Shredders under the Kobra brand, with its distinctive snake logo, are produced by a company called Elcoman, based in Italy.
Kobra shredders' blades turn at a high rate which, according to the company, combines with turbine airflow to shred faster. The company is also proud of the physical appearance of its shredders: "smooth and elegant."
The Kobra Cyclone can shred 500 sheets of paper at one time, on some models all the way up to security level 5 ("top secret or classified"), based on which adaptor the customer chooses. (Security levels can be upgraded later by switching out a part.) The Cyclone machine also features a rear window through which shredding and paper level can be observed. It also shreds cardboard, floppy disks, CDs, aluminum cans, and plastic bottles. A step up from the Cyclone is Kobra's High Security Shredder, which offers greater capacity, quicker shredding, quieter operation, and, with a shred size of 0.8mm x 5mm, claims to meet security level 6, "top secret or classified" under DIN (German Institute for Standardization) standards and is compliant with U.S. Department of Defense and National Security Agency requirements for government documents. In fact, Kobra shredders are presented to presidents and their delegations during the G8 ("Group of Eight") leaders' summit, and the company is a main supplier to the FBI, CIA, and NSA.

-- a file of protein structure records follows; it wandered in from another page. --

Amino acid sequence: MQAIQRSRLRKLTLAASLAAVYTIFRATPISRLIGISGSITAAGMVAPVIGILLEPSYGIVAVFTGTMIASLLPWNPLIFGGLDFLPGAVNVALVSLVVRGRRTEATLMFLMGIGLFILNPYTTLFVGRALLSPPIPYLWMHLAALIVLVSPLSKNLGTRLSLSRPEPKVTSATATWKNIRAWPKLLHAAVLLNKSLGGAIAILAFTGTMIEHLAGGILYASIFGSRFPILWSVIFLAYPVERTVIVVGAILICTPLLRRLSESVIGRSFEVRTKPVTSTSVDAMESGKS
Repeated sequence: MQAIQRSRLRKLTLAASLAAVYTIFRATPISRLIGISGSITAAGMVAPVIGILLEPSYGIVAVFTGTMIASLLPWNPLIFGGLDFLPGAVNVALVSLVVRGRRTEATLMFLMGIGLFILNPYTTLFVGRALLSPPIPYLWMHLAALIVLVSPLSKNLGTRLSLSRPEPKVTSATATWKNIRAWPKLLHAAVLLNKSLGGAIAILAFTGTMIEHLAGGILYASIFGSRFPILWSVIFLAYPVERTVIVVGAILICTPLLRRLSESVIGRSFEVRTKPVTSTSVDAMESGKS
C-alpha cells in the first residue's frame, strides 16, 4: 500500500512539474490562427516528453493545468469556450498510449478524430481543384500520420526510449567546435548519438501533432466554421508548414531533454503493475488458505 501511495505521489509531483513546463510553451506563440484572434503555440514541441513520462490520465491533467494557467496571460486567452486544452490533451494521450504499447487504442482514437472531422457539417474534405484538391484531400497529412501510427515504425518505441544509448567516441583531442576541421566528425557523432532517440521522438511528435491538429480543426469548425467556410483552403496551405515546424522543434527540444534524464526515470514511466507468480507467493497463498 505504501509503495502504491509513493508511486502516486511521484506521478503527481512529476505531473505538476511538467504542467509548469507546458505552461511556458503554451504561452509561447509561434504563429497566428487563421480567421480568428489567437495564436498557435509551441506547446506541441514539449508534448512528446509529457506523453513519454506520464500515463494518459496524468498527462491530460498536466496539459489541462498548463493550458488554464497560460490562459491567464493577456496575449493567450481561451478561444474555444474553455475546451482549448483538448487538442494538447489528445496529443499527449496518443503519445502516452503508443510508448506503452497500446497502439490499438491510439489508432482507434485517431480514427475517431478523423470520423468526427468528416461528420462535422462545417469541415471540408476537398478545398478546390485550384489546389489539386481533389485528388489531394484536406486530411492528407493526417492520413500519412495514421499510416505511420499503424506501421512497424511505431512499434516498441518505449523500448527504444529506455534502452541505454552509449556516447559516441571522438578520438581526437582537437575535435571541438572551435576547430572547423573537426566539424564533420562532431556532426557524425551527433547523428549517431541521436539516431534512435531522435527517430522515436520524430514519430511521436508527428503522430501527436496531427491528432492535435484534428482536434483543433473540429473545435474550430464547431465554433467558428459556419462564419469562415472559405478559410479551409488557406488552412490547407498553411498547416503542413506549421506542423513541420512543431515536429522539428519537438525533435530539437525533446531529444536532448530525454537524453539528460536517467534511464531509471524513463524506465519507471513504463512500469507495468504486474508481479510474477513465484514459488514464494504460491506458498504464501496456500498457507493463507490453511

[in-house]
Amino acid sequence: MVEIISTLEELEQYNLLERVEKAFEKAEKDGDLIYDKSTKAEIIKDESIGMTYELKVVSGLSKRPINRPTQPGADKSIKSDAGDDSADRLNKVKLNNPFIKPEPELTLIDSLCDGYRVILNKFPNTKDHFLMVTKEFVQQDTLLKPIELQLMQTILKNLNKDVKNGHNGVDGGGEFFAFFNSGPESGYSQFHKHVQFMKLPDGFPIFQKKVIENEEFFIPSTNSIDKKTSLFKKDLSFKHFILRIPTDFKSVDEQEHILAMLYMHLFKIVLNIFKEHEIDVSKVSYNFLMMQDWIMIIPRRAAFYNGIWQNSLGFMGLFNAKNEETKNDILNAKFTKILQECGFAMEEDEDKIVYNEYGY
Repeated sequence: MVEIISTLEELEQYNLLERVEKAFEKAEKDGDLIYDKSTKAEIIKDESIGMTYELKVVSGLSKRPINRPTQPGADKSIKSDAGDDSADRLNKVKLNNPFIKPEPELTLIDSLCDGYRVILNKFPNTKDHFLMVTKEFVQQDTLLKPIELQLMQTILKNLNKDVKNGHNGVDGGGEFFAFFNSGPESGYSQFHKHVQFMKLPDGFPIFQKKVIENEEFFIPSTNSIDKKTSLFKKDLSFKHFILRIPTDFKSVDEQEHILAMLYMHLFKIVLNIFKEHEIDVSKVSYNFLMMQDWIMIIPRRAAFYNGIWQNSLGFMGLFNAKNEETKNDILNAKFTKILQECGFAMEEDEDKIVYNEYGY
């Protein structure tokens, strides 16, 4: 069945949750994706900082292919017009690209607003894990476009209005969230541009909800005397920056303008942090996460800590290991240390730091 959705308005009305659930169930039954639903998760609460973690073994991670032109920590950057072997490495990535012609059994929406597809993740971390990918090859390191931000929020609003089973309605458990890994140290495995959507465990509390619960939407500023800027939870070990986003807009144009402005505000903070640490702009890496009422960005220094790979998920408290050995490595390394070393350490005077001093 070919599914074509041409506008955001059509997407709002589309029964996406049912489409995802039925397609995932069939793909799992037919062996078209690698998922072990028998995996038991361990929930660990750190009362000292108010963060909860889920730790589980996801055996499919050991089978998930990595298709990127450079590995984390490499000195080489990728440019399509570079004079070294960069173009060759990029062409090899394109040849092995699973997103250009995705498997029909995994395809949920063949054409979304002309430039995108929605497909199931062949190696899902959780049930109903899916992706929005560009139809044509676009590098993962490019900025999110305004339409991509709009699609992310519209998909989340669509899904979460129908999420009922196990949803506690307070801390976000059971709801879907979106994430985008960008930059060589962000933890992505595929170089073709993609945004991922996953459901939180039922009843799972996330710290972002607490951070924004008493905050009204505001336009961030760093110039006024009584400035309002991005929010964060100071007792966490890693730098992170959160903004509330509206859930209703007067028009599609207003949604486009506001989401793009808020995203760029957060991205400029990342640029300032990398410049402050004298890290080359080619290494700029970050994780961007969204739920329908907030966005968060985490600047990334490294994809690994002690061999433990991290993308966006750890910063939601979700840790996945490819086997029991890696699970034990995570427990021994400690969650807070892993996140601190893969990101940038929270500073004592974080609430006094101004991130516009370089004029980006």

Other Kobra models, features, and functions include touch screens, low-emissions Energy Smart power-saving mode, automatic oiling system, and a metal detection system. One model, the Kobra Compactor C-500, compresses the shredded material as well.
In the United States, Kobra shredders (strip cut, cross-cut and micro-cut models) can be purchased through various dealers. The most powerful and secure can cost more than $30,000.